Unless his punter had continuously kicked the ball backwards, or suddenly found himself in an iron lung, there is no reason on earth Staley shouldn’t have sent him onto the field in hopes of pinning Cleveland deep in their own territory. The conversion rate on 4th and 1’s is 77%. The amount of punts that move forward at least 30 yards has to be, what, like minimum 99%?
Cleveland took over needing 10 yards to make it a comfortable kick for Cade York. They had over a minute to move the ball 10 yards. Consider this part somewhat of a Cleveland miracle: they did get that 10 yards.
They’re the Cleveland Browns, though. The god damn Cleveland Browns. They don’t benefit from other teams poor decisions, they just use them to find new ways in which they can embarrass themselves and lose in agonizing fashion yet again. Regardless of the coach, quarterback, kicker or water boy, they’re a glutton for punishment.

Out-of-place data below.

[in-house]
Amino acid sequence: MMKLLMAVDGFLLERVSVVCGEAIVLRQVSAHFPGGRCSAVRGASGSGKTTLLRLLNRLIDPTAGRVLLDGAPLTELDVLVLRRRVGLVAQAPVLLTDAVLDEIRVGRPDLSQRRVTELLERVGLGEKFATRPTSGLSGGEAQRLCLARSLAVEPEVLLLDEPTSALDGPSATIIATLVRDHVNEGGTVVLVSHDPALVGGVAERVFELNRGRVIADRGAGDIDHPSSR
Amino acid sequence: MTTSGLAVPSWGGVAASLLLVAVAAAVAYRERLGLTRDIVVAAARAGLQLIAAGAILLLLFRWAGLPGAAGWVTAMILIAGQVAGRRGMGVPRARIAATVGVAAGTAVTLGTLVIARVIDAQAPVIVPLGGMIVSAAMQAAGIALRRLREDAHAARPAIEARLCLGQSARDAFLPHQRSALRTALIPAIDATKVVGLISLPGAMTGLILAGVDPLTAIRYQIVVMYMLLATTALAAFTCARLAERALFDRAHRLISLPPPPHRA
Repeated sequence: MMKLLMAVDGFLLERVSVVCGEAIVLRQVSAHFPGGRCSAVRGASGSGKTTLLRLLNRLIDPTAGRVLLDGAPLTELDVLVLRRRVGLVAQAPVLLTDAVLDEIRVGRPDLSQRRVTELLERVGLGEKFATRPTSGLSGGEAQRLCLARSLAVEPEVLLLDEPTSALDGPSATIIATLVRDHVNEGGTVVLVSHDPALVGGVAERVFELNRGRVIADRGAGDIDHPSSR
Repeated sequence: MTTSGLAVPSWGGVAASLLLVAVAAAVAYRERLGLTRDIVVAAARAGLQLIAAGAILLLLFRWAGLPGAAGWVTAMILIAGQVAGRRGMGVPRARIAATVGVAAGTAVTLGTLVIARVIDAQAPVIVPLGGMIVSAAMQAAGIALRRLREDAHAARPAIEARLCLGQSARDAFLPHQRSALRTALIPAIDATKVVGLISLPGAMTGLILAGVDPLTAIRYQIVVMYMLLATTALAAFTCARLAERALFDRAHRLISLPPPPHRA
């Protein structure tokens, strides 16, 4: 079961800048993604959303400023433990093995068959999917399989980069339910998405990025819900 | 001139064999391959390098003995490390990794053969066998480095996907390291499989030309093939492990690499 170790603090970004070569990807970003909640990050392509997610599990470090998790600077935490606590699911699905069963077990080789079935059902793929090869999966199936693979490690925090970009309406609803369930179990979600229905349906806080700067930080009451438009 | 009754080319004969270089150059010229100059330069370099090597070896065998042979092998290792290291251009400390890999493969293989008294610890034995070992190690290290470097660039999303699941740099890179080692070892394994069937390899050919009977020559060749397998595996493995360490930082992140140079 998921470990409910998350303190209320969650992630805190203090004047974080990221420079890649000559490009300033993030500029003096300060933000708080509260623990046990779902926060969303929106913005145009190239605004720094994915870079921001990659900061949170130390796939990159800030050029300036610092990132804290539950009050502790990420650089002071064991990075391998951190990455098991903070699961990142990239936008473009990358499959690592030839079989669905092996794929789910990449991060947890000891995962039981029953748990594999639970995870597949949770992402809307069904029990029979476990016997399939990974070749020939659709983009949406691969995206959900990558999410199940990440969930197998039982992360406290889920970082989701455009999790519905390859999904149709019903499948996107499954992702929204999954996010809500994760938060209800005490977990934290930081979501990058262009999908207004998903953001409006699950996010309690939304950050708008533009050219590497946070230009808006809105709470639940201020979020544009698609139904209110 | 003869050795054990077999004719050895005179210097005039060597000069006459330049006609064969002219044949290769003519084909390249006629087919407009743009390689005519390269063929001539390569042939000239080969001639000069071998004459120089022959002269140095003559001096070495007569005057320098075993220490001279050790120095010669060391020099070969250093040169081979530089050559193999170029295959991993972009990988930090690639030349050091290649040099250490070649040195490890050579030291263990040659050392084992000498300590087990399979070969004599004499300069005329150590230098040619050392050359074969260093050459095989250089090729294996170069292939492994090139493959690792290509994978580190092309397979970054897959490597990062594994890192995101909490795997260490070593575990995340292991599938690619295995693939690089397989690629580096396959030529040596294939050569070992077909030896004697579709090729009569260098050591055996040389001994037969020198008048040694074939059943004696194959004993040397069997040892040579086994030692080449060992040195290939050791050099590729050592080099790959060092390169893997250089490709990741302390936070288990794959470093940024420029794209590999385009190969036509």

When York trotted out to kick the potential game-winner from 53 yards — with Staley hanging his head on the sideline — no one in that stadium or watching at home thought it would actually fly through the goal posts. It certainly should have. But it didn’t. It never does. Not in the dog pound. Not in a stadium with an elf (yes, an elf) painted at midfield.
Staley’s gambled several times before — sometimes its worked, and other times it hasn’t. He won’t learn. He’ll continue to put his team at risk. It’s a new age of Chargers football, baby! Hop on, the trains usually moving forward but it does run out of gas some times and also one time it crashed into a ditch!